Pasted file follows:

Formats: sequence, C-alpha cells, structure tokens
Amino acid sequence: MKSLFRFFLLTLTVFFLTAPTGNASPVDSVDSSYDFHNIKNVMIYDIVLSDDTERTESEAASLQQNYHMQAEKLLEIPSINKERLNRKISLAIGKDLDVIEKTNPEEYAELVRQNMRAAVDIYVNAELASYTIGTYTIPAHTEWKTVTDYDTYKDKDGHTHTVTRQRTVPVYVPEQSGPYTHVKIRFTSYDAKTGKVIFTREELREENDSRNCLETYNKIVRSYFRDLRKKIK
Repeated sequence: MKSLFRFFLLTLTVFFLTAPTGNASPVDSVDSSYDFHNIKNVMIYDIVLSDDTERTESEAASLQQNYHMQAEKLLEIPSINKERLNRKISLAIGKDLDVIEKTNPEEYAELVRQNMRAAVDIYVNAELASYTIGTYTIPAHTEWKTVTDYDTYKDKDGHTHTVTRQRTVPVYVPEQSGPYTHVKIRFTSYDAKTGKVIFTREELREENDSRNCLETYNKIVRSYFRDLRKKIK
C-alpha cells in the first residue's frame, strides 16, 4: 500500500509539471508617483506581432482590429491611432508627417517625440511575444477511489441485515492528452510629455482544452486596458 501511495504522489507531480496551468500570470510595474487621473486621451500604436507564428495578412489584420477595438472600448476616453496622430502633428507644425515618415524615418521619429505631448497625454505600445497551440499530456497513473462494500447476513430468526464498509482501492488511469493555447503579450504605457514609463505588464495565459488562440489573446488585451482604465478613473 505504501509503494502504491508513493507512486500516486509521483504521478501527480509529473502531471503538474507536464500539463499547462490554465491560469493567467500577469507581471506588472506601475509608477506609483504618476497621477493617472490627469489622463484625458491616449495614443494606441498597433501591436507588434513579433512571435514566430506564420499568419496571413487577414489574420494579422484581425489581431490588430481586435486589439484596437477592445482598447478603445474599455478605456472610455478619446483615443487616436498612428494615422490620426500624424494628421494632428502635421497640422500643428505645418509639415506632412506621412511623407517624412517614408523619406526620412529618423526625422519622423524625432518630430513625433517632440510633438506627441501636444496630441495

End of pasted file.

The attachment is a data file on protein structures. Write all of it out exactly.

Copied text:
Formats: sequence, C-alpha cells, structure tokens
Amino acid sequence: MKSLFRFFLLTLTVFFLTAPTGNASPVDSVDSSYDFHNIKNVMIYDIVLSDDTERTESEAASLQQNYHMQAEKLLEIPSINKERLNRKISLAIGKDLDVIEKTNPEEYAELVRQNMRAAVDIYVNAELASYTIGTYTIPAHTEWKTVTDYDTYKDKDGHTHTVTRQRTVPVYVPEQSGPYTHVKIRFTSYDAKTGKVIFTREELREENDSRNCLETYNKIVRSYFRDLRKKIK
Repeated sequence: MKSLFRFFLLTLTVFFLTAPTGNASPVDSVDSSYDFHNIKNVMIYDIVLSDDTERTESEAASLQQNYHMQAEKLLEIPSINKERLNRKISLAIGKDLDVIEKTNPEEYAELVRQNMRAAVDIYVNAELASYTIGTYTIPAHTEWKTVTDYDTYKDKDGHTHTVTRQRTVPVYVPEQSGPYTHVKIRFTSYDAKTGKVIFTREELREENDSRNCLETYNKIVRSYFRDLRKKIK
C-alpha cells in the first residue's frame, strides 16, 4: 500500500509539471508617483506581432482590429491611432508627417517625440511575444477511489441485515492528452510629455482544452486596458 501511495504522489507531480496551468500570470510595474487621473486621451500604436507564428495578412489584420477595438472600448476616453496622430502633428507644425515618415524615418521619429505631448497625454505600445497551440499530456497513473462494500447476513430468526464498509482501492488511469493555447503579450504605457514609463505588464495565459488562440489573446488585451482604465478613473 505504501509503494502504491508513493507512486500516486509521483504521478501527480509529473502531471503538474507536464500539463499547462490554465491560469493567467500577469507581471506588472506601475509608477506609483504618476497621477493617472490627469489622463484625458491616449495614443494606441498597433501591436507588434513579433512571435514566430506564420499568419496571413487577414489574420494579422484581425489581431490588430481586435486589439484596437477592445482598447478603445474599455478605456472610455478619446483615443487616436498612428494615422490620426500624424494628421494632428502635421497640422500643428505645418509639415506632412506621412511623407517624412517614408523619406526620412529618423526625422519622423524625432518630430513625433517632440510633438506627441501636444496630441495